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New technique to preserve ocelot genetic diversity

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LOS FRESNOS, TX – A new hope for the endangered ocelot. A new procedure from the Cincinnati zoo is now being implemented right here in the Rio Grande Valley.

In short, biologists are collecting male semen samples from wild ocelots and freezing them for research. It’s an exciting development for those looking to preserve the endangered cats.

“This is the very first time this has been done on a wild cat, let alone an ocelot in the field,” says Hilary Swarts, a wildlife biologist at Laguna Atascosa National Wildlife Refuge.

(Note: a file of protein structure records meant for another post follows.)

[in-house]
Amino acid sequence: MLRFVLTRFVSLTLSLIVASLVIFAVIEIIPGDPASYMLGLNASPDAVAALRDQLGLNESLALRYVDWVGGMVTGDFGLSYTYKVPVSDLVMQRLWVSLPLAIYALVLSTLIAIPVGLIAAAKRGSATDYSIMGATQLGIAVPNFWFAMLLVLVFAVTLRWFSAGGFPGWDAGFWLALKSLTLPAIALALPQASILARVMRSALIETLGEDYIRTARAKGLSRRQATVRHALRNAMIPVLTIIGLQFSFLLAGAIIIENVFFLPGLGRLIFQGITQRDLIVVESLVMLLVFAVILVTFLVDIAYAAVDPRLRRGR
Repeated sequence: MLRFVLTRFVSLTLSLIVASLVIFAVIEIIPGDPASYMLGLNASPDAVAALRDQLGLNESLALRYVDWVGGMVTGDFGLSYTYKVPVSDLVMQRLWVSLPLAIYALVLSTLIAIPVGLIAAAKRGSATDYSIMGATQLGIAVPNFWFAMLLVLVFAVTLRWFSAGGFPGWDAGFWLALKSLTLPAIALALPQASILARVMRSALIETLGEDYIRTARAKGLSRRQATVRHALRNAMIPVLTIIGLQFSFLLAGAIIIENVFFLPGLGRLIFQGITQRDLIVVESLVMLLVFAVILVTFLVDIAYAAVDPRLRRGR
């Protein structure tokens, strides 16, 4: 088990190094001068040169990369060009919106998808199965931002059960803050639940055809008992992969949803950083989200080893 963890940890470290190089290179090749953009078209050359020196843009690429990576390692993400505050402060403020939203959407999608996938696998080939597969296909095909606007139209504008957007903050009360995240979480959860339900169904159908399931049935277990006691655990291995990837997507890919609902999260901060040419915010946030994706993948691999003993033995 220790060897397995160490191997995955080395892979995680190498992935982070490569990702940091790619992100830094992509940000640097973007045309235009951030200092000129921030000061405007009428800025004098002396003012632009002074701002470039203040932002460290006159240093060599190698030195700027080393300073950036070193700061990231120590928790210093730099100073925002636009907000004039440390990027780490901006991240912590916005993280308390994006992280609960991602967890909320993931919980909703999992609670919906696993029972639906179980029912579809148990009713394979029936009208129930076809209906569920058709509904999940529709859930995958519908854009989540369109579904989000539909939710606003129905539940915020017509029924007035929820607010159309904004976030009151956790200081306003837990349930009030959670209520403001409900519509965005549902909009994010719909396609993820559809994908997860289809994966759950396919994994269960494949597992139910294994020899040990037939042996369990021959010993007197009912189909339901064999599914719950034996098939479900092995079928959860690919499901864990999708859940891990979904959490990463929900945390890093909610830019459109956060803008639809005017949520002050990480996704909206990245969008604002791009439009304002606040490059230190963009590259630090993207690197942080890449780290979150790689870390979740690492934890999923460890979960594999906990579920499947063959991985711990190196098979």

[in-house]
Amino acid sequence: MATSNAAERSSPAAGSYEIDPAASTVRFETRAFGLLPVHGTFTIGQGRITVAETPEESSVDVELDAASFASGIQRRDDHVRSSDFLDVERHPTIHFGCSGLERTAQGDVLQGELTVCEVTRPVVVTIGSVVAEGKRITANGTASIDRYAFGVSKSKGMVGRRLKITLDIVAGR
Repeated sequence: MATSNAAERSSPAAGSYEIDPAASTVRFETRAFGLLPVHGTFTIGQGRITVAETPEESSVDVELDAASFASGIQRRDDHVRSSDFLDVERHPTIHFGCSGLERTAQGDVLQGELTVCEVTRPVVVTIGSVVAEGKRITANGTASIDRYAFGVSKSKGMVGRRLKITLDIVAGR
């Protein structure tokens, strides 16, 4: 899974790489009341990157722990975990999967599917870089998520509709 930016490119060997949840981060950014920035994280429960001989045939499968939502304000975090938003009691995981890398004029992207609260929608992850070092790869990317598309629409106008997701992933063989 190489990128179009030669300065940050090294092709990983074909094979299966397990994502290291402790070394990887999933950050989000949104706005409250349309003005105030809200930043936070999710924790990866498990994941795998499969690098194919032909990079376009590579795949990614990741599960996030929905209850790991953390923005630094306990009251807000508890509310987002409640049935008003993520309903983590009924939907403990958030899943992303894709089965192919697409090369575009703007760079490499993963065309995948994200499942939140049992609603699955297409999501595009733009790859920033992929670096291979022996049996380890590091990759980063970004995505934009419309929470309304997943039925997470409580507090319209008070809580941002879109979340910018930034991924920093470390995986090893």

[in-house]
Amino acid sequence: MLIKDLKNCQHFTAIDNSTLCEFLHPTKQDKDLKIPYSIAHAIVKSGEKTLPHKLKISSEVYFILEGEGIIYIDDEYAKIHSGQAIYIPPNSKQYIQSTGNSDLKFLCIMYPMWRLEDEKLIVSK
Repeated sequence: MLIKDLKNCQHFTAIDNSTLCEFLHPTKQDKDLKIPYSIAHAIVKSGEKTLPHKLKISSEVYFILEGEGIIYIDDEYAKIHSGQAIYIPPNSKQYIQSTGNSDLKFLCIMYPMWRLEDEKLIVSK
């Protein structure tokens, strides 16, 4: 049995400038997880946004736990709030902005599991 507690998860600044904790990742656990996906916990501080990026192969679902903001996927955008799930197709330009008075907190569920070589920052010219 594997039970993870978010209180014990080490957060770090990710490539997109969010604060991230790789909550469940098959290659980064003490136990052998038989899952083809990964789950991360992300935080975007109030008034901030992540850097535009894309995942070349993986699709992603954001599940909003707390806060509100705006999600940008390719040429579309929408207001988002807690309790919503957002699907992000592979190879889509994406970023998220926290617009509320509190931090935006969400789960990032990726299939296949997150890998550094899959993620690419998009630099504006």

Right now there’s an estimated 80 ocelots nationwide with about 15 expected at the refuge.

Their goal is to collect as much of the current genetic diversity as possible. These sperm samples cold be used for artificial insemination or studying male ocelot’s ability to reproduce.

“Are these guys able to get females pregnant?” says Swarts, “yes… we haven’t lost the wild ocelot’s ability to make more wild ocelots.”

Trapping season is fast approaching at the refuge, meaning they may have more ocelot samples to study. It’s a procedure the wildlife refuge plans to implement moving forward.

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